A casino is a gambling establishment where a variety of games of chance are played. The games include craps, roulette, blackjack, poker, video poker, and baccarat. Most casinos offer a house edge, which is a mathematically determined advantage that the casino has over the players. This can vary between games, but is generally lower than two percent. Casinos also give away complimentary items to gamblers, and charge commissions on slot machines (known as rake).

Modern casinos use sophisticated technology to verify player identities and monitor game play. For example, in table games like poker, betting chips have microcircuitry that interacts with electronic systems to record the exact amount wagered minute by minute; and a system called eye-in-the-sky monitors every movement in the entire casino floor to quickly discover any suspicious patrons.

In addition to technological surveillance, casinos rely on security personnel and rules of conduct to deter cheating. Many casinos have mandatory dress codes and prohibit the use of cell phones or other devices, and they have pit bosses who oversee game play. In some cases, casinos will ban players who display signs of addiction or have a history of gambling-related problems.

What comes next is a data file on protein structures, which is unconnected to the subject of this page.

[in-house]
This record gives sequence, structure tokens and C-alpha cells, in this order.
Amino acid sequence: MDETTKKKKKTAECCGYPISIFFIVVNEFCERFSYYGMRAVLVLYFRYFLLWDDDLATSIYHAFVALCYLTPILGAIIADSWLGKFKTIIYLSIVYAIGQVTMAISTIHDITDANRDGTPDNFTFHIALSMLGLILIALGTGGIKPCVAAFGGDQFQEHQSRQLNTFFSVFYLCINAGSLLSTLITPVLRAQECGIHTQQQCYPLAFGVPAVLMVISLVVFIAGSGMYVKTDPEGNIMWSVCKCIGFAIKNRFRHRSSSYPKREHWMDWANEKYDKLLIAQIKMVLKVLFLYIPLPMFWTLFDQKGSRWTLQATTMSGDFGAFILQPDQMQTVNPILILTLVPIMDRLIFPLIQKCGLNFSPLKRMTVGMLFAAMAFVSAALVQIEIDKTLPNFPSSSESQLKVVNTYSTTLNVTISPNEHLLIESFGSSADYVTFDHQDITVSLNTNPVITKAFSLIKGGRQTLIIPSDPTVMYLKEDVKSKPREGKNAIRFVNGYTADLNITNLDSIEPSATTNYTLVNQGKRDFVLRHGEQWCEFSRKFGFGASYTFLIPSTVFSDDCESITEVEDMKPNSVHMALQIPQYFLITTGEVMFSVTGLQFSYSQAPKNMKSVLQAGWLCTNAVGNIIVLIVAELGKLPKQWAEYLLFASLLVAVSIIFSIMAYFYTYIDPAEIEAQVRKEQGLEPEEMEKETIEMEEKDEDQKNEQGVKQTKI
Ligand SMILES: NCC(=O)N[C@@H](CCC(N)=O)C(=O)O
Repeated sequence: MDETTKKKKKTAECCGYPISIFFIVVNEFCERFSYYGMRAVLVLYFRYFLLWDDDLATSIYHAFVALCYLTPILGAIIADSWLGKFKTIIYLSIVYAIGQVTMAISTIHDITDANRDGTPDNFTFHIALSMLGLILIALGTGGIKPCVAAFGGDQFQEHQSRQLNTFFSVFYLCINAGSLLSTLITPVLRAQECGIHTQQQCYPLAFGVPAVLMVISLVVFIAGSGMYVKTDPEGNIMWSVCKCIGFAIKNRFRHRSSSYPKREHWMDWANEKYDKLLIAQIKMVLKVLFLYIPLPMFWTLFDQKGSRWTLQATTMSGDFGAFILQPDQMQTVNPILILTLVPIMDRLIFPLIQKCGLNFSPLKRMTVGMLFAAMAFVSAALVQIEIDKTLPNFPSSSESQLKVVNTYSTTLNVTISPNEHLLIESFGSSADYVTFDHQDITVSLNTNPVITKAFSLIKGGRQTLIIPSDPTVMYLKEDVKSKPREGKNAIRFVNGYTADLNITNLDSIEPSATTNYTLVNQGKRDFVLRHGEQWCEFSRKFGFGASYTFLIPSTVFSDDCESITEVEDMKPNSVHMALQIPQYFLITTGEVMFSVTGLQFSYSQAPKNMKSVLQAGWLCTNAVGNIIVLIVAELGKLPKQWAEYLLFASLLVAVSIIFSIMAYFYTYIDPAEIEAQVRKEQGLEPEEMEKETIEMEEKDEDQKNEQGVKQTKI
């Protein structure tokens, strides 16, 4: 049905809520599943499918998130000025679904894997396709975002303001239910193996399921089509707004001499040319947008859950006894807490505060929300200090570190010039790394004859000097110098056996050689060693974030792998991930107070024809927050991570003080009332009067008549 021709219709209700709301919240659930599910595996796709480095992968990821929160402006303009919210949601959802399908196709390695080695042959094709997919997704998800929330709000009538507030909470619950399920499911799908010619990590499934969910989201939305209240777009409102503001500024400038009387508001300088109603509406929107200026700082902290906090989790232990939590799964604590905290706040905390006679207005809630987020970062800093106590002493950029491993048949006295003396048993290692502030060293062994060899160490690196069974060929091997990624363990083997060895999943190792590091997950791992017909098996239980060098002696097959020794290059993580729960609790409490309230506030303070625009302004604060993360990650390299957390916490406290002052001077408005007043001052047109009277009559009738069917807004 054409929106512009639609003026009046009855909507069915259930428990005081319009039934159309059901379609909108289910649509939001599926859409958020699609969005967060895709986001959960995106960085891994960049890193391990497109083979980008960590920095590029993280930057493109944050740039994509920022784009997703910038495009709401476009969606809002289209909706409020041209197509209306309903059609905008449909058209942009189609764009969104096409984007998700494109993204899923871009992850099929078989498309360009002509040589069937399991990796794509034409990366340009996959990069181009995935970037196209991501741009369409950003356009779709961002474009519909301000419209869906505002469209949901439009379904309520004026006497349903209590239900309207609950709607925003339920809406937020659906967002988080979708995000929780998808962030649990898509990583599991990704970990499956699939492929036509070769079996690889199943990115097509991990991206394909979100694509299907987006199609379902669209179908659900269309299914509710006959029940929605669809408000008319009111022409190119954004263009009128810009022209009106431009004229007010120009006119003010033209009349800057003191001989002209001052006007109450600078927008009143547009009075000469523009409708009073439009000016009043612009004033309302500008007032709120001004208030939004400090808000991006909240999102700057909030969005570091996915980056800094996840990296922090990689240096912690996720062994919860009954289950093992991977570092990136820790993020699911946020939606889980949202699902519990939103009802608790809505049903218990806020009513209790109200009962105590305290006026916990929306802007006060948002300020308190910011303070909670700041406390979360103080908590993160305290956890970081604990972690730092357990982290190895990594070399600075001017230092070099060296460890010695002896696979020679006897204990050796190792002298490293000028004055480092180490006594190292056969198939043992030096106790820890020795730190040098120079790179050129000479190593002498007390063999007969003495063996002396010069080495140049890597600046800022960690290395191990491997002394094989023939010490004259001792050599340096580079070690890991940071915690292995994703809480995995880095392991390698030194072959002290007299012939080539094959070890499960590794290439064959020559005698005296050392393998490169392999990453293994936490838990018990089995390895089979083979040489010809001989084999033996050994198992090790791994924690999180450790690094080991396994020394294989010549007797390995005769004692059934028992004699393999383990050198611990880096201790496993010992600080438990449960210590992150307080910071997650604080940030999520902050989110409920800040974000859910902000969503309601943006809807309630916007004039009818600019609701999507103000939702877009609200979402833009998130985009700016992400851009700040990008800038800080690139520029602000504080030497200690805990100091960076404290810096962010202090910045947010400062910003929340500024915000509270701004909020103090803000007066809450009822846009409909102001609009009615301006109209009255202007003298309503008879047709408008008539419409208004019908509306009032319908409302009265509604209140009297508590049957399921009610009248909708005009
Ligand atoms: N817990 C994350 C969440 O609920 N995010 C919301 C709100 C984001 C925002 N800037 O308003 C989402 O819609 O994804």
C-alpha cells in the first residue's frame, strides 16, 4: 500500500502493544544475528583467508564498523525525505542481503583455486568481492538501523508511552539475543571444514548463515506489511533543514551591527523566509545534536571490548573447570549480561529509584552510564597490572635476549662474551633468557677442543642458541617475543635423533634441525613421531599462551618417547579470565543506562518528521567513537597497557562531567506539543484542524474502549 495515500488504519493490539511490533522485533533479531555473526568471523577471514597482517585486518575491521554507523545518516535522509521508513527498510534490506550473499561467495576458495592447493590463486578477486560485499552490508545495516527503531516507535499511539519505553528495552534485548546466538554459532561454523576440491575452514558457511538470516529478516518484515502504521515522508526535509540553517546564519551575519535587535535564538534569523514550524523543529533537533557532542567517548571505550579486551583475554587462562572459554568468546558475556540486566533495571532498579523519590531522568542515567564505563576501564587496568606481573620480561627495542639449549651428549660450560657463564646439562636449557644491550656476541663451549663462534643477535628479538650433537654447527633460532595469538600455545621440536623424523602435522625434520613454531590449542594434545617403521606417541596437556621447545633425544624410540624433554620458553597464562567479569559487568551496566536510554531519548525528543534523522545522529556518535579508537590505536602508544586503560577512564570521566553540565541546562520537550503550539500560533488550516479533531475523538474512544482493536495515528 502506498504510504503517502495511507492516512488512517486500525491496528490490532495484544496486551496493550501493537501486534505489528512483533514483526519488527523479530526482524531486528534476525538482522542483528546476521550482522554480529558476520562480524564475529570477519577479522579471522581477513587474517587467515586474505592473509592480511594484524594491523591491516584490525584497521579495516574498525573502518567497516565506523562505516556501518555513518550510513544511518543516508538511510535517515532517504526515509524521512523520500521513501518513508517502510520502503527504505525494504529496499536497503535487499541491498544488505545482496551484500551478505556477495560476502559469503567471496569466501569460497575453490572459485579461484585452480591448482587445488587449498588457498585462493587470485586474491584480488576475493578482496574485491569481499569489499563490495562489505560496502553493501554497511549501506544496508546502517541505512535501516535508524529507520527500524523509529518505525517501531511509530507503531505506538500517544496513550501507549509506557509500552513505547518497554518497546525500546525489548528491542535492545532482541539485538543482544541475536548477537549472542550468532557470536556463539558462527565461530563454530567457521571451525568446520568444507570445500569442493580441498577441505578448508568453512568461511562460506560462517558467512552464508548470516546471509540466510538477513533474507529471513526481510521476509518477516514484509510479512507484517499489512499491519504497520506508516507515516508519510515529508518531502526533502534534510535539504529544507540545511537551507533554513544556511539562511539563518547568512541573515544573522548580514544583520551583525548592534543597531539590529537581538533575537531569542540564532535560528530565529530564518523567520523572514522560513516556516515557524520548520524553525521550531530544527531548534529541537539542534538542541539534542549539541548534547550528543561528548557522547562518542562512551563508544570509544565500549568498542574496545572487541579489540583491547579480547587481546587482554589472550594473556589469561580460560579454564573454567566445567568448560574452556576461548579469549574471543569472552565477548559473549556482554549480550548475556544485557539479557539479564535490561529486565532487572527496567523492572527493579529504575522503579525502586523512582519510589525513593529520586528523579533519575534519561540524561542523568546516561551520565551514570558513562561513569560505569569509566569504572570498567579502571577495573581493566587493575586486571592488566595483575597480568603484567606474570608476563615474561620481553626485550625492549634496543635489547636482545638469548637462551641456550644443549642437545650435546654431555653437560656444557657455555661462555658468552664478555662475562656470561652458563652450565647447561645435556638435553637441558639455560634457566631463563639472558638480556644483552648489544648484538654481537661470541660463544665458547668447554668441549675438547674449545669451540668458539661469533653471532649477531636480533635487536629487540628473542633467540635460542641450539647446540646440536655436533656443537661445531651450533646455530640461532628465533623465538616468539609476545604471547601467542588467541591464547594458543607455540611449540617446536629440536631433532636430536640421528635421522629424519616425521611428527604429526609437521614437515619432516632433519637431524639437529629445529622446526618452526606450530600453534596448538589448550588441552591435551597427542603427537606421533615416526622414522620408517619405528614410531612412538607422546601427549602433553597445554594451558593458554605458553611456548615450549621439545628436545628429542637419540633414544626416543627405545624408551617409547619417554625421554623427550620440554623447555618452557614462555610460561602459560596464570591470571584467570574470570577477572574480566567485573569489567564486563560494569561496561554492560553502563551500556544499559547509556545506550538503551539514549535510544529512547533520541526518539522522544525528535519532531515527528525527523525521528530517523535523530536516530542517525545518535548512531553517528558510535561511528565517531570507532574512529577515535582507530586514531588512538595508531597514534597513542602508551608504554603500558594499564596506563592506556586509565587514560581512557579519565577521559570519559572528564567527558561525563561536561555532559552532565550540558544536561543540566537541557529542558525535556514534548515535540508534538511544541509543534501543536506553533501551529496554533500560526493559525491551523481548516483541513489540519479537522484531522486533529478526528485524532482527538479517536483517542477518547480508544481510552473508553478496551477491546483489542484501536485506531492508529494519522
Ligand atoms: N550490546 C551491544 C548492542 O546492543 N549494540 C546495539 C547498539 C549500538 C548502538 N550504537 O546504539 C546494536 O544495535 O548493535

For most of American history, casino gambling was illegal. Nevada became the first state to legalize it, but it took decades for other states to follow suit. During the 1980s, however, large hotel and real estate developers realized the potential profits of casinos. Today, there are more than 3,000 casinos nationwide, including floating casinos on barges and riverboats, and those in horse racetracks and at airports (known as racinos). The majority are located in Nevada, but other states have permitted casinos on Native American reservations and on the outskirts of major cities.